UK economy grew at record quarterly rate but recovery slowed in September

Growth surge follows easing of first lockdown but ONS data reveals recovery slowing fast

The UK housebuilding sector continued to recover from the spring lockdown.
The UK housebuilding sector continued to recover from the spring lockdown. Photograph: Joe Giddens/PA

Britain’s economy grew at a record quarterly rate of more than 15% as lockdown restrictions were eased in the summer but the recovery was losing momentum even before new curbs came in, the latest official figures have revealed.

Data from the Office for National Statistics showed that national output expanded by just 1.1% in September – the last month before fresh action was taken to limit the spread of Covid-19.

The ONS said that while the economy had now expanded for five months in a row, the pace of recovery had decelerated. Record growth in the July to September period followed an unprecedented drop of 19.8% in the second quarter and a fall of 2.5% in the first three months of the year.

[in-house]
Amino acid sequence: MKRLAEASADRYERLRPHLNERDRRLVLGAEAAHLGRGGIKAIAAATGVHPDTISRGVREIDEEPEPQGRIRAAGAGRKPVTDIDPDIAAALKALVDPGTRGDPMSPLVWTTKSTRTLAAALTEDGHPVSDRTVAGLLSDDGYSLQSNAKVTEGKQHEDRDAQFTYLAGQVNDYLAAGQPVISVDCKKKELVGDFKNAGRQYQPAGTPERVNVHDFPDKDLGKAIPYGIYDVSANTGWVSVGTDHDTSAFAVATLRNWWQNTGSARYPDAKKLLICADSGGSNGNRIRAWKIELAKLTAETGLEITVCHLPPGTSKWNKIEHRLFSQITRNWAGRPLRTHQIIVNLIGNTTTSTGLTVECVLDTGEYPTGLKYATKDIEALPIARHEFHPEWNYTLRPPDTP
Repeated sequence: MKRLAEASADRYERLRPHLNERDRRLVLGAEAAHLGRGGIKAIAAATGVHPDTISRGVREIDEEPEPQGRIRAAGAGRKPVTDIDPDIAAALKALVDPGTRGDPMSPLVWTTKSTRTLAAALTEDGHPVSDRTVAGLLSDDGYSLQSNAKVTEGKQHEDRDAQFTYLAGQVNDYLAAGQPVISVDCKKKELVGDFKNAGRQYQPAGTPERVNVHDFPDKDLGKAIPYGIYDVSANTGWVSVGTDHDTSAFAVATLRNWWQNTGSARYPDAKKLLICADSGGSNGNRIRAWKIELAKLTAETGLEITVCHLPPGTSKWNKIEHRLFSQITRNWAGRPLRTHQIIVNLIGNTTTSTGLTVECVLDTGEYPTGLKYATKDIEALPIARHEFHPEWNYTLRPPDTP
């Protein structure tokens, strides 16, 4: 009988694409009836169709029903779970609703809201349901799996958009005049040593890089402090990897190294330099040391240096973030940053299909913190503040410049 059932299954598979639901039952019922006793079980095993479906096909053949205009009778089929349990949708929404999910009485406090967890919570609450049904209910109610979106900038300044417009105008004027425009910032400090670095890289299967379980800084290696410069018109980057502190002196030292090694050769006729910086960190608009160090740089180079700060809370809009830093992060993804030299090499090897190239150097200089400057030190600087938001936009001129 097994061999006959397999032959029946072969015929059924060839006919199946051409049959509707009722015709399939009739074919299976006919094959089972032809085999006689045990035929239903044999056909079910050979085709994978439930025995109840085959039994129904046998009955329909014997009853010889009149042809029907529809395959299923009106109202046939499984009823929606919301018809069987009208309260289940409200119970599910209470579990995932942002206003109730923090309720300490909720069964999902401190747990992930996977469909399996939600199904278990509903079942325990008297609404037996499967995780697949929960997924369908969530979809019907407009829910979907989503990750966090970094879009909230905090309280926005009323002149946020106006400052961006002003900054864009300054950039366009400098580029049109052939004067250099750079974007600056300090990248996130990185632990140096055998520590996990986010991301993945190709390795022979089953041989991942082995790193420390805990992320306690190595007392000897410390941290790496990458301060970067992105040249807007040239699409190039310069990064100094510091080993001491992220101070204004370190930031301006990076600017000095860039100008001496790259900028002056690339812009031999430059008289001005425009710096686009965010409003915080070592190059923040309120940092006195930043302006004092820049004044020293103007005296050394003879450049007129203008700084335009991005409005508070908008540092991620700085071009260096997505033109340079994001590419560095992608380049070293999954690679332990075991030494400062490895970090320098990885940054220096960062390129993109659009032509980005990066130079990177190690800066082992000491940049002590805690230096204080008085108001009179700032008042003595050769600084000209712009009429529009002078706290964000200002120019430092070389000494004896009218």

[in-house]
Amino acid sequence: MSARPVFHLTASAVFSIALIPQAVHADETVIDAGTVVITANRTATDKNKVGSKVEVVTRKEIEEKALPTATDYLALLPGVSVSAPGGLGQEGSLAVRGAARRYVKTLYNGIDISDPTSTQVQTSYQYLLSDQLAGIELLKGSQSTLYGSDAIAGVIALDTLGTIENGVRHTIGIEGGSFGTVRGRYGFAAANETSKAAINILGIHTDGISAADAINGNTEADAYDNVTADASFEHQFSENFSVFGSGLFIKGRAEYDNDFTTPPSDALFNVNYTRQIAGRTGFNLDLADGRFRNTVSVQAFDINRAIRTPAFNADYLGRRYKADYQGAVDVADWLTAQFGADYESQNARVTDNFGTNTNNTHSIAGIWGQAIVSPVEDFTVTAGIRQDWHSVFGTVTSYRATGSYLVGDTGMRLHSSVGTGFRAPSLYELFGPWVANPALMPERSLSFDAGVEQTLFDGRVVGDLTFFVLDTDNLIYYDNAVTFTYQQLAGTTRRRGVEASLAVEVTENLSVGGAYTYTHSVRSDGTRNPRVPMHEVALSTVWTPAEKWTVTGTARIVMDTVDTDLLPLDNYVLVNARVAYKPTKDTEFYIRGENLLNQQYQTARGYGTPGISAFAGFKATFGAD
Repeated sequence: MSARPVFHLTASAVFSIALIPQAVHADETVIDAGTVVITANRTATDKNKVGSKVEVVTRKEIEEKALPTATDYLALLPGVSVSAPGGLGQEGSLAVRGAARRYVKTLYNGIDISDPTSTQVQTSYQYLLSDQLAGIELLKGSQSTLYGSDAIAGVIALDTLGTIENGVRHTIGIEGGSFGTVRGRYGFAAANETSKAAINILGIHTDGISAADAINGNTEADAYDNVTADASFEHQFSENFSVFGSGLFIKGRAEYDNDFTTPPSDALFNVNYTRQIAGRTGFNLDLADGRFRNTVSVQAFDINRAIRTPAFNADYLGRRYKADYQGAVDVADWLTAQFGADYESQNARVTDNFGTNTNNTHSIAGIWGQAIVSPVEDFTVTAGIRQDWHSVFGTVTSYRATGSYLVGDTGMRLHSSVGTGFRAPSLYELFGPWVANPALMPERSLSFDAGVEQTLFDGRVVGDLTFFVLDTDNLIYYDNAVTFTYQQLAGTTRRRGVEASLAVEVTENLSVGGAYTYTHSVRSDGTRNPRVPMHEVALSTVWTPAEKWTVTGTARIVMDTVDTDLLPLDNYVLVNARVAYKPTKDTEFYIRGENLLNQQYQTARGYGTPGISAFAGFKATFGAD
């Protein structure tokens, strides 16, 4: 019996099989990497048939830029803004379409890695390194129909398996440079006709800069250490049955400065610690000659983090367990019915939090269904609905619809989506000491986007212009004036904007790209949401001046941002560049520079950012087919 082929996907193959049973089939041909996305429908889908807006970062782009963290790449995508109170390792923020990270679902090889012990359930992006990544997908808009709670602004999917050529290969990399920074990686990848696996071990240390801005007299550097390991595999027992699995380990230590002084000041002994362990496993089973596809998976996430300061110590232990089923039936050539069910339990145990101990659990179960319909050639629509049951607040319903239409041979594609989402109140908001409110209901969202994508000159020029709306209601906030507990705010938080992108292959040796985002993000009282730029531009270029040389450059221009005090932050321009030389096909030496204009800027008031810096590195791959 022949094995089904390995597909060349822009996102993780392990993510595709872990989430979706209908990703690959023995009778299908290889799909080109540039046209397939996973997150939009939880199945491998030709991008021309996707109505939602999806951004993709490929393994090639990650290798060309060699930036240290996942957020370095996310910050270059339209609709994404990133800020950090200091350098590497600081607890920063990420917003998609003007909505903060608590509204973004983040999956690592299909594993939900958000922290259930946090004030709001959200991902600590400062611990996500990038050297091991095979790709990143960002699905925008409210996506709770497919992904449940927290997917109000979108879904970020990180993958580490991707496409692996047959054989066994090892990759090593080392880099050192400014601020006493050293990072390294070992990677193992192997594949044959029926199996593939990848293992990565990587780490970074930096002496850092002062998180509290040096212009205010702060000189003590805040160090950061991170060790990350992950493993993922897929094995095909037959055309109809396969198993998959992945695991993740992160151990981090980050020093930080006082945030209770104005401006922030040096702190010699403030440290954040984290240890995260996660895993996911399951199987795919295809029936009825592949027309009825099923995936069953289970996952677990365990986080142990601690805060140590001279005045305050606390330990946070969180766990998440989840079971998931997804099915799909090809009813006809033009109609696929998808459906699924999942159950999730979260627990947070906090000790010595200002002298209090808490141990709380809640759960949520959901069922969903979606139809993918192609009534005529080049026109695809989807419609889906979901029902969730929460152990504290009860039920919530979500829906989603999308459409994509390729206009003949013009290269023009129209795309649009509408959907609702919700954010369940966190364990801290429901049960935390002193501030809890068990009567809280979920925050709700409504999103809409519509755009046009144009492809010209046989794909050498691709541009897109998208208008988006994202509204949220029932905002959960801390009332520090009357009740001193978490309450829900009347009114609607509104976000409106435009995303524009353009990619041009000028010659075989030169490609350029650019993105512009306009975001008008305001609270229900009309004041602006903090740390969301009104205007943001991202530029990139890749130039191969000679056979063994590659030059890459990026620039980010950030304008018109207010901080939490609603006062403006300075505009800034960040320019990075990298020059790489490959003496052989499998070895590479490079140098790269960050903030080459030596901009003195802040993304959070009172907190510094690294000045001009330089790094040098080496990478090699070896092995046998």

Gross domestic product – the measure used to gauge the size of the economy – increased by 9.1% in June, 6.3% in July, and 2.2% in August before slowing again in September.

Q&A

What is gross domestic product (GDP)?

Gross domestic product (GDP) measures the total value of activity in the economy over a given period of time. 

Put simply, if GDP is up on the previous three months, the economy is growing; if it is down, it is contracting. Two or more consecutive quarters of contraction are considered to be a recession. 

GDP is the sum of all goods and services produced in the economy, including the service sector, manufacturing, construction, energy, agriculture and government. Several key activities are not counted, such as unpaid work in the home. 

The ONS uses three measures that should, in theory, add up to the same number.

• The value of all goods and services produced – known as the output or production measure.
• The value of the income generated from company profits and wages – known as the income measure.
• The value of goods and services purchased by households, government, business (in terms of investment in machinery and buildings) and from overseas – known as the expenditure measure.